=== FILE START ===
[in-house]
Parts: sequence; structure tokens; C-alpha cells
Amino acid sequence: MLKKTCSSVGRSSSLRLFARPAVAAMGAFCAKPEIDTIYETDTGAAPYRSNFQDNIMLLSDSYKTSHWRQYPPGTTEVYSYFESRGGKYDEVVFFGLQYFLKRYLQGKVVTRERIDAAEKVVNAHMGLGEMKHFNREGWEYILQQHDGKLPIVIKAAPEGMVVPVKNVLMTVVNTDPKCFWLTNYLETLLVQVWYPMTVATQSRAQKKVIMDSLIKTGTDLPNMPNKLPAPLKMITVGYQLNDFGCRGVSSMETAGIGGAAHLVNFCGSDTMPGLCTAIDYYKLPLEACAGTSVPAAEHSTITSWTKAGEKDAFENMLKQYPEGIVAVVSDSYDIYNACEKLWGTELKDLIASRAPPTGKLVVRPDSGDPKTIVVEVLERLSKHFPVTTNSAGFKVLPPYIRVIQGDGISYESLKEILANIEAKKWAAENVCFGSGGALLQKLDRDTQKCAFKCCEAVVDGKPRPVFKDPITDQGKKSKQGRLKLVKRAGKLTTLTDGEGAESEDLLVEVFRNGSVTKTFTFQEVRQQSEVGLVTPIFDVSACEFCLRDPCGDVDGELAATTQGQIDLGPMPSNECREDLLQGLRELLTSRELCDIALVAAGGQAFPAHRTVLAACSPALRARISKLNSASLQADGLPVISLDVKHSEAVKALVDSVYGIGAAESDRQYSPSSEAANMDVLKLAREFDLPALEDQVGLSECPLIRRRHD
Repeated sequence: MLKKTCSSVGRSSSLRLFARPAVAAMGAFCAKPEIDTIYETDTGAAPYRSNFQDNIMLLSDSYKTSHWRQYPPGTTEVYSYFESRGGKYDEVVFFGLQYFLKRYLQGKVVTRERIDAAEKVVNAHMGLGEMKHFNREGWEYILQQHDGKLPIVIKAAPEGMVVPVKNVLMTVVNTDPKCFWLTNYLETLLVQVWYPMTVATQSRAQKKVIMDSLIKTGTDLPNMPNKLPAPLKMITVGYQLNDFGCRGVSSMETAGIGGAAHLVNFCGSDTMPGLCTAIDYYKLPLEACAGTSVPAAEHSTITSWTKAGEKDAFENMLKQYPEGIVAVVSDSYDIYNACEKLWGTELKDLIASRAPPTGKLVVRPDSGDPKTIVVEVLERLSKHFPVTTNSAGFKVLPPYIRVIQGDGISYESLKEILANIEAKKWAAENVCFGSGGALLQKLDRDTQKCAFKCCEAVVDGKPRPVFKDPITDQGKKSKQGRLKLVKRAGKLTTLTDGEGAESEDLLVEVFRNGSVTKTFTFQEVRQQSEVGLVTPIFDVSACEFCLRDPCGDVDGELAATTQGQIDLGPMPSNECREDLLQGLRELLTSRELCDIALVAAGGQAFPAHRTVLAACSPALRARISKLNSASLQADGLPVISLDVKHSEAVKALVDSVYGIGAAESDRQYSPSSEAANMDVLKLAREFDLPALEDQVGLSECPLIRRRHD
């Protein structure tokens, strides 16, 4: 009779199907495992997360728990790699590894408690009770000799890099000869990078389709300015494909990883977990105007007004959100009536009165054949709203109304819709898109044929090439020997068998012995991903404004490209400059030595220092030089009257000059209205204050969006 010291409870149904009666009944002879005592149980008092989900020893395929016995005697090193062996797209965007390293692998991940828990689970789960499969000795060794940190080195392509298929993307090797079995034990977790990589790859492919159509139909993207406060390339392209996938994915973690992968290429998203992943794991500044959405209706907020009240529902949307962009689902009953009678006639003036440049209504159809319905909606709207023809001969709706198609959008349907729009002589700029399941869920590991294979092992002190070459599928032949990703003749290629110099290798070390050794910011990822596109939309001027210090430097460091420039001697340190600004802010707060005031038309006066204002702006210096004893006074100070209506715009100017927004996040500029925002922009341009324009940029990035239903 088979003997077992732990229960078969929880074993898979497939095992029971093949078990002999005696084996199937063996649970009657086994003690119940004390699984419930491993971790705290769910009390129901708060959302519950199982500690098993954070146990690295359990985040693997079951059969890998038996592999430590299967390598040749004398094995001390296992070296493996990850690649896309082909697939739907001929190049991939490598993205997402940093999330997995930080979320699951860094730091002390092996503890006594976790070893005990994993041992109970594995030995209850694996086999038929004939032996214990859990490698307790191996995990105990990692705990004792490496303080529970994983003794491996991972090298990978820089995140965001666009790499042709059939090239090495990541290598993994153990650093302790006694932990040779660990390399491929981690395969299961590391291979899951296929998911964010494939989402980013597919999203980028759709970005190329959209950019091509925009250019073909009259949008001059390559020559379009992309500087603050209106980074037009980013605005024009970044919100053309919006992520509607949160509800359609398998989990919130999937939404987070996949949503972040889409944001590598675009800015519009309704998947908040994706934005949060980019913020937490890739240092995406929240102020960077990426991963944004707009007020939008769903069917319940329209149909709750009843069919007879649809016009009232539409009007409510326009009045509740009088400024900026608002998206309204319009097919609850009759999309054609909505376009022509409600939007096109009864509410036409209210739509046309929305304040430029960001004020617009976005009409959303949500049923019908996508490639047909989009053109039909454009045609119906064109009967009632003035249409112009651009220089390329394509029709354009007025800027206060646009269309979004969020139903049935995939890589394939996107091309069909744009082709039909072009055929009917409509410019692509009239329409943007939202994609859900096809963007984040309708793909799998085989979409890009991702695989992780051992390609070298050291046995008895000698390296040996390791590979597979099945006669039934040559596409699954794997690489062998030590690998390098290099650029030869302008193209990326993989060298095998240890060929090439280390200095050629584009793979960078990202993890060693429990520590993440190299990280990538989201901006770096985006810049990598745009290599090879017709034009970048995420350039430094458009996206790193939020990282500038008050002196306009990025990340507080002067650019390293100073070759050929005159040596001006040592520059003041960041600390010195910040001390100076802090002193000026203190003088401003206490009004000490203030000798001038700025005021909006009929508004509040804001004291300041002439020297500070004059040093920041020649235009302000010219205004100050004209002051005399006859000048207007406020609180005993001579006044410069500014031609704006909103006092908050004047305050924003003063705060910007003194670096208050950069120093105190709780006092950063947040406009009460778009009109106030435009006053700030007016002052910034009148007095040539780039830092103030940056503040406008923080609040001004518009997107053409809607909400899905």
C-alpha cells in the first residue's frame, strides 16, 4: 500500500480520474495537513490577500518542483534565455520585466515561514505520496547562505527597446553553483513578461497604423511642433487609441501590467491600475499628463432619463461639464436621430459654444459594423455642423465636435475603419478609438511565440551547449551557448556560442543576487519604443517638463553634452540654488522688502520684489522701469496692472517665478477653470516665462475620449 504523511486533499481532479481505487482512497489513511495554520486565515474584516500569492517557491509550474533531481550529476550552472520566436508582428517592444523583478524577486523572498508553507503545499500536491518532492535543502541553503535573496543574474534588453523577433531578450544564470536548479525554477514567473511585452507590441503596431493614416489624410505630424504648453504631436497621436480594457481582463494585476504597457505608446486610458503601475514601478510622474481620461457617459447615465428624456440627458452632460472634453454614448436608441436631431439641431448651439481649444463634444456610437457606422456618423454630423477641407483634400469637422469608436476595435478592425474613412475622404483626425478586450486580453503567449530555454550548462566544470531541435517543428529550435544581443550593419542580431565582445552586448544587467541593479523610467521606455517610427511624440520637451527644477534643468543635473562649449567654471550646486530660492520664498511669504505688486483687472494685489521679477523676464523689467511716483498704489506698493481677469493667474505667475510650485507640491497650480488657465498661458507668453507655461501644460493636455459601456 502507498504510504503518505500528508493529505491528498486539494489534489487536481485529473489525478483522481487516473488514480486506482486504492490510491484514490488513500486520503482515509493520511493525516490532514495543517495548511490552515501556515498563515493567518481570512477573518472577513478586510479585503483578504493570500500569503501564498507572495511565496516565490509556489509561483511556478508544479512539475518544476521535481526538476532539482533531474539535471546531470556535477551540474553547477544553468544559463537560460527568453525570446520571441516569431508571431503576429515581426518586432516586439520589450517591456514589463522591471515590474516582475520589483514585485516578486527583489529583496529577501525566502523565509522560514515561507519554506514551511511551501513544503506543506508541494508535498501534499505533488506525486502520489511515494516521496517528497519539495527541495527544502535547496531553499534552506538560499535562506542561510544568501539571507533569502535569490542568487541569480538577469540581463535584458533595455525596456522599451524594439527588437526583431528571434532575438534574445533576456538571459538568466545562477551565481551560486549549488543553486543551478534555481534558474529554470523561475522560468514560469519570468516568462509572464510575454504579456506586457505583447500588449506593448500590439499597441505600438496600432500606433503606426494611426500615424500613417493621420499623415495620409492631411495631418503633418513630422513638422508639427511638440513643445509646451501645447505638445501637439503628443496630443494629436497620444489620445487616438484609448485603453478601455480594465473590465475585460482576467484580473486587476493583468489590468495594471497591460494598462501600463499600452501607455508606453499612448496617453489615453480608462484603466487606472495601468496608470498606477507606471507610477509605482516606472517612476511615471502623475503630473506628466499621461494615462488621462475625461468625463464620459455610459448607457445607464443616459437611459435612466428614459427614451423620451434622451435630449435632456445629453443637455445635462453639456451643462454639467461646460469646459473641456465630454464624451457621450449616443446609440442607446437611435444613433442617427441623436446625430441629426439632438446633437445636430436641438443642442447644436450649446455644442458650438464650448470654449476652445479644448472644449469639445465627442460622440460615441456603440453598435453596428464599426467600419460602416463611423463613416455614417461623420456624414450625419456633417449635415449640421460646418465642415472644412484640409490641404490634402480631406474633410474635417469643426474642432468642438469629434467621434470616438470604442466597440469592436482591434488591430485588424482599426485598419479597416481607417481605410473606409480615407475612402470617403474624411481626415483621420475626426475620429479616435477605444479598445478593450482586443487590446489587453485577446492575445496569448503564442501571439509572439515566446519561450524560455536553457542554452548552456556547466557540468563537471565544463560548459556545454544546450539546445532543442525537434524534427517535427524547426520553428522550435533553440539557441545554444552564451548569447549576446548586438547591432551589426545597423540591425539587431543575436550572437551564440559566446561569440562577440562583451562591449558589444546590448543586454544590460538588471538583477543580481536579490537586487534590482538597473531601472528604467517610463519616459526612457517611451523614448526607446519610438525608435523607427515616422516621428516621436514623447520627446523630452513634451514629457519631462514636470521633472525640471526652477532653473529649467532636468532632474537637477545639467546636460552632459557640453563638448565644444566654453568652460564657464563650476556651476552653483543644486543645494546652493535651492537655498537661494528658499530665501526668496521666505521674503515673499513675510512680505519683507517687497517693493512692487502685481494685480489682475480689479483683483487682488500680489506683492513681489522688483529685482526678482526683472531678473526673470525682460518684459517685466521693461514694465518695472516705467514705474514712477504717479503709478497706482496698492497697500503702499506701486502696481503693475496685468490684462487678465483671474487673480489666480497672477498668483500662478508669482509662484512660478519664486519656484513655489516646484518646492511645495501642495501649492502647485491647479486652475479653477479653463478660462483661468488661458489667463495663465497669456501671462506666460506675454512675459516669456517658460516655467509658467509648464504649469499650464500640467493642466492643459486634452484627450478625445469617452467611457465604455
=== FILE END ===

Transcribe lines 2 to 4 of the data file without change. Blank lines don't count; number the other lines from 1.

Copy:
Parts: sequence; structure tokens; C-alpha cells
Amino acid sequence: MLKKTCSSVGRSSSLRLFARPAVAAMGAFCAKPEIDTIYETDTGAAPYRSNFQDNIMLLSDSYKTSHWRQYPPGTTEVYSYFESRGGKYDEVVFFGLQYFLKRYLQGKVVTRERIDAAEKVVNAHMGLGEMKHFNREGWEYILQQHDGKLPIVIKAAPEGMVVPVKNVLMTVVNTDPKCFWLTNYLETLLVQVWYPMTVATQSRAQKKVIMDSLIKTGTDLPNMPNKLPAPLKMITVGYQLNDFGCRGVSSMETAGIGGAAHLVNFCGSDTMPGLCTAIDYYKLPLEACAGTSVPAAEHSTITSWTKAGEKDAFENMLKQYPEGIVAVVSDSYDIYNACEKLWGTELKDLIASRAPPTGKLVVRPDSGDPKTIVVEVLERLSKHFPVTTNSAGFKVLPPYIRVIQGDGISYESLKEILANIEAKKWAAENVCFGSGGALLQKLDRDTQKCAFKCCEAVVDGKPRPVFKDPITDQGKKSKQGRLKLVKRAGKLTTLTDGEGAESEDLLVEVFRNGSVTKTFTFQEVRQQSEVGLVTPIFDVSACEFCLRDPCGDVDGELAATTQGQIDLGPMPSNECREDLLQGLRELLTSRELCDIALVAAGGQAFPAHRTVLAACSPALRARISKLNSASLQADGLPVISLDVKHSEAVKALVDSVYGIGAAESDRQYSPSSEAANMDVLKLAREFDLPALEDQVGLSECPLIRRRHD
Repeated sequence: MLKKTCSSVGRSSSLRLFARPAVAAMGAFCAKPEIDTIYETDTGAAPYRSNFQDNIMLLSDSYKTSHWRQYPPGTTEVYSYFESRGGKYDEVVFFGLQYFLKRYLQGKVVTRERIDAAEKVVNAHMGLGEMKHFNREGWEYILQQHDGKLPIVIKAAPEGMVVPVKNVLMTVVNTDPKCFWLTNYLETLLVQVWYPMTVATQSRAQKKVIMDSLIKTGTDLPNMPNKLPAPLKMITVGYQLNDFGCRGVSSMETAGIGGAAHLVNFCGSDTMPGLCTAIDYYKLPLEACAGTSVPAAEHSTITSWTKAGEKDAFENMLKQYPEGIVAVVSDSYDIYNACEKLWGTELKDLIASRAPPTGKLVVRPDSGDPKTIVVEVLERLSKHFPVTTNSAGFKVLPPYIRVIQGDGISYESLKEILANIEAKKWAAENVCFGSGGALLQKLDRDTQKCAFKCCEAVVDGKPRPVFKDPITDQGKKSKQGRLKLVKRAGKLTTLTDGEGAESEDLLVEVFRNGSVTKTFTFQEVRQQSEVGLVTPIFDVSACEFCLRDPCGDVDGELAATTQGQIDLGPMPSNECREDLLQGLRELLTSRELCDIALVAAGGQAFPAHRTVLAACSPALRARISKLNSASLQADGLPVISLDVKHSEAVKALVDSVYGIGAAESDRQYSPSSEAANMDVLKLAREFDLPALEDQVGLSECPLIRRRHD